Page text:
I found that if I remove phonon-backend-gstreamer and phonon-backend-xine and installed phonon-backend -vlc everything worked fine
Interesting! I might have to toy with this sometime soon. Did that fix the problem system-wide, or just with VLC? I have toyed a lot
with Phonon configuration in the past and could never overcome the problem, hence resorting to removing NVIDIA's HDMI driver.
nice article, very informative, but i think the obvious question that begs to be asked and answered is why would you use an OS that has such silly flaws such as defaulting to using an intel audio driver for a nvidia audio chip?
Because the pros outweigh the cons, of course ;-)
I should state that the issue discussed in the post is not going to be typical of most distros out there. Ubuntu, Fedora, openSUSE, et cetera, are designed to be friendlier in these regards, and with the help of Pulseaudio, it's not difficult to choose a default audio device for playback and recording.
For those using distros like Gentoo, that leave most of the configuration up to the user (that's the point, after all), problems like these can arise. Under KDE, using the Phonon configuration tool should
work in configuring defaults just fine, but in personal experience, it's hit or miss.
This problem in particular is a little interesting because the only non-SoC HDMI driver found in the kernel is nestled in behind Intel's HDA driver. It seems like the Intel HDA driver has become some sort of de facto standard, because I don't see how exactly the HDMI/DP driver relates itself to Intel's audio driver. Perhaps it feeds off of the snd-hda-intel driver, I'm not certain.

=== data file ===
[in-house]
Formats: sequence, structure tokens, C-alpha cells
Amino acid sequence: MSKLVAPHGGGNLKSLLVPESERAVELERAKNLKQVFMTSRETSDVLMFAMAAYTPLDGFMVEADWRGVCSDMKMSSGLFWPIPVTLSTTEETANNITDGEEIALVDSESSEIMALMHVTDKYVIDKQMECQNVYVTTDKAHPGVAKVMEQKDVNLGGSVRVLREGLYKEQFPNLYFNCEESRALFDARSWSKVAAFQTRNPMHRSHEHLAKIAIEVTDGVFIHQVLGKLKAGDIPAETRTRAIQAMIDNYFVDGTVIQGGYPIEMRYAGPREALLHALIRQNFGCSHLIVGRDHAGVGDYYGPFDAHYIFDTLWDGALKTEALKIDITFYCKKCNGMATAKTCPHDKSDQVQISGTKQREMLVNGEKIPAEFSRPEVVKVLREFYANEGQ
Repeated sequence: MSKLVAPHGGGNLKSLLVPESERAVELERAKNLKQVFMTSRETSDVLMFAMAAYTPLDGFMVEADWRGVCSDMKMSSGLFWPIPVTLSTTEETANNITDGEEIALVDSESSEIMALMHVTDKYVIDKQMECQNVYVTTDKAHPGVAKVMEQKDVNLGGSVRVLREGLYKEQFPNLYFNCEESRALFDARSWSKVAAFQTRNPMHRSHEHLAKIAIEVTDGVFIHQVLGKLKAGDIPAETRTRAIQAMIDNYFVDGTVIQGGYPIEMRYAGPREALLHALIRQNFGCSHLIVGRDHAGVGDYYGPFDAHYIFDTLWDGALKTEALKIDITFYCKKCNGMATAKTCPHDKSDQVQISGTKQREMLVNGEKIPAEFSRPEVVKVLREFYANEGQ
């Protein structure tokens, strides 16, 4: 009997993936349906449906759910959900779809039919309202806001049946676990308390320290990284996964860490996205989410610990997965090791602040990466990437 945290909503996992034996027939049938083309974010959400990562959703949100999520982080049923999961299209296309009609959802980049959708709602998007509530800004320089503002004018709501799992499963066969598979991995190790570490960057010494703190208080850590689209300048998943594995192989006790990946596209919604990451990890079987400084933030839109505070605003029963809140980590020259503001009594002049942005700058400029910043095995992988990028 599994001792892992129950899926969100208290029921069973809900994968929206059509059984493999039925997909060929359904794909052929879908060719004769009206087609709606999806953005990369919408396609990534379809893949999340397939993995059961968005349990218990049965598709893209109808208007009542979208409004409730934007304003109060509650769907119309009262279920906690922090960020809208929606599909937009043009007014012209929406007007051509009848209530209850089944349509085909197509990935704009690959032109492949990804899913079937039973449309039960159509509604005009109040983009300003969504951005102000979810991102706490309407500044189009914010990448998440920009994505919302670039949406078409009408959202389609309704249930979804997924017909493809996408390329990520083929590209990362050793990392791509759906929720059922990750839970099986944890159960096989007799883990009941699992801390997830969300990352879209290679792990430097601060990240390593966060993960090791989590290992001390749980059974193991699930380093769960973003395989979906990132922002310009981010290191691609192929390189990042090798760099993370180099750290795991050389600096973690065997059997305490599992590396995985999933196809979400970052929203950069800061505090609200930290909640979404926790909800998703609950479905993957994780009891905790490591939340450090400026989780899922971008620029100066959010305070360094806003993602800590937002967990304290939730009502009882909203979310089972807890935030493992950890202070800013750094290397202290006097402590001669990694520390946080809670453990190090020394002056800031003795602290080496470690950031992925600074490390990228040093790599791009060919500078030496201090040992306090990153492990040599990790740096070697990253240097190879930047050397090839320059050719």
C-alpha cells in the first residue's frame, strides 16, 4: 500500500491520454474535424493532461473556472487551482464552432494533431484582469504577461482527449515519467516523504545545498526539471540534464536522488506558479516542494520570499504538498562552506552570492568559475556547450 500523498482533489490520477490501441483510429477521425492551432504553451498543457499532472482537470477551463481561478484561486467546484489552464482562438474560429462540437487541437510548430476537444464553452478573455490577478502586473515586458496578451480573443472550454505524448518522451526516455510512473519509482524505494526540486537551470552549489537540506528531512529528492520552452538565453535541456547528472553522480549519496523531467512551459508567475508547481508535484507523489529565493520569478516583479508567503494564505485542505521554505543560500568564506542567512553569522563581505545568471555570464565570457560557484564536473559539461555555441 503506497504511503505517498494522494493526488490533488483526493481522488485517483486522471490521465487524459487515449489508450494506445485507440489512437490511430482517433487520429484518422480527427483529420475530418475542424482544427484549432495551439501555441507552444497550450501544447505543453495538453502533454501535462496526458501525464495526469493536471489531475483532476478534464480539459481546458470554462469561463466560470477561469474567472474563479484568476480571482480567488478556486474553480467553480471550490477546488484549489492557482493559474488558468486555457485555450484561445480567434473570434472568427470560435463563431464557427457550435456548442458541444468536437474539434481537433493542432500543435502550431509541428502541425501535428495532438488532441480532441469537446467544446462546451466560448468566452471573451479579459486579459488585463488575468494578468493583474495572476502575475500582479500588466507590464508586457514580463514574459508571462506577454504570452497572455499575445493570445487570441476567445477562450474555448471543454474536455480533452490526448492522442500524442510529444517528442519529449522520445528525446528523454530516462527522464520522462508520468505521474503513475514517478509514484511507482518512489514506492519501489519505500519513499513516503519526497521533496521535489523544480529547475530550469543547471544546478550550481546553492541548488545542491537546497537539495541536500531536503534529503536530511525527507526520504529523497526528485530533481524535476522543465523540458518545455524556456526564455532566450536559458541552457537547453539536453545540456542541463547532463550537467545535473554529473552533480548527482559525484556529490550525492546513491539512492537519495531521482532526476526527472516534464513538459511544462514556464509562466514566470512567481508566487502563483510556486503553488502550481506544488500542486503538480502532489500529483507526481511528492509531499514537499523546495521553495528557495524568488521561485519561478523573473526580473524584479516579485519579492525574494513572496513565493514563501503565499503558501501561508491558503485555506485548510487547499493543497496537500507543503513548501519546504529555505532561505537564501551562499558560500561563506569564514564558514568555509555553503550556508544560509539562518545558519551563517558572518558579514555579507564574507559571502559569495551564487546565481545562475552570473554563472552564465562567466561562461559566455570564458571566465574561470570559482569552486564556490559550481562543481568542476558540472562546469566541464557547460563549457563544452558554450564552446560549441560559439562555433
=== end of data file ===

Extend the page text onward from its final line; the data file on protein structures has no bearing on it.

snd_hda_codec_hdmi: "Say Y here to include HDMI and DisplayPort HD-audio support in snd-hda-intel driver. This includes all AMD/ATI, Intel and Nvidia HDMI/DisplayPort codecs."
That said, the fact that it requires Intel's driver doesn't much matter, since that wouldn't have changed the default audio device at all. That has to do with ordering and since the GPU is queried before any audio card, it seems as though it got preference once booted into the system.
Most of the hardware-related problems that plague Linux have to do more with the vendors and software developers than Linux itself. ALSA could
have a simple option available to allow the user to pick a default audio card, but it doesn't. Pulseaudio has made things easier, but at the expense of certain features. Thus, the problem isn't fixed. As I mentioned in the news post, 'the audio system found within the OS is horrible', and with regards to configuration, I couldn't mean that more.
Audio is the number one hardware problem I've ever had with Linux. Today, I never have a problem with graphics, I/O, networking, peripherals, et cetera. In many cases, it's easier
to configure/manage hardware in Linux than it is in Windows. Last month, I hooked up an Xbox 360 wireless gamepad to Gentoo and had it working
in three minutes. Windows? 45 minutes.
seriously, other than not having to pay a per seat license for linux on the desktop, what other reason do you have for using linux as your primary OS?
For the sake of time, I can't get too exhaustive about things, but I'll give a quick run-down.
First and foremost: free and freedom. This is a cliche "plus", but it couldn't be more true. I can install Linux as many times as I'd like, on as many machines as I'd like, and never, ever, ever
have to worry about things like activation. I can use the OS without ever thinking about $$$ at all, in fact. There are some exceptions of course, like VMware Workstation, but that's not quite the same thing. Windows costs money, and has a ridiculous activation scheme. Linux doesn't, and that to me amounts to a great feeling of freedom.